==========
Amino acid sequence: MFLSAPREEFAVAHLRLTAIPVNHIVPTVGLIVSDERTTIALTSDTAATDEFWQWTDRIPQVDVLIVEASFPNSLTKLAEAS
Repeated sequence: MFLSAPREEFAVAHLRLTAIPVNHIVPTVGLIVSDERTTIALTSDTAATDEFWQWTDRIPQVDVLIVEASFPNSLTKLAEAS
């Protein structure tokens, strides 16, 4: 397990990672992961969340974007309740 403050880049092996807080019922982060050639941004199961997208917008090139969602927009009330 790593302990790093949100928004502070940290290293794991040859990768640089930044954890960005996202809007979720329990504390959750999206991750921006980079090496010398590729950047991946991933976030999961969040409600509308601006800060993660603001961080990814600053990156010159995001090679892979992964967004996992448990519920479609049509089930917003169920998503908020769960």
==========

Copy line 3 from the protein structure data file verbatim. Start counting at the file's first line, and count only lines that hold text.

């Protein structure tokens, strides 16, 4: 397990990672992961969340974007309740 403050880049092996807080019922982060050639941004199961997208917008090139969602927009009330 790593302990790093949100928004502070940290290293794991040859990768640089930044954890960005996202809007979720329990504390959750999206991750921006980079090496010398590729950047991946991933976030999961969040409600509308601006800060993660603001961080990814600053990156010159995001090679892979992964967004996992448990519920479609049509089930917003169920998503908020769960």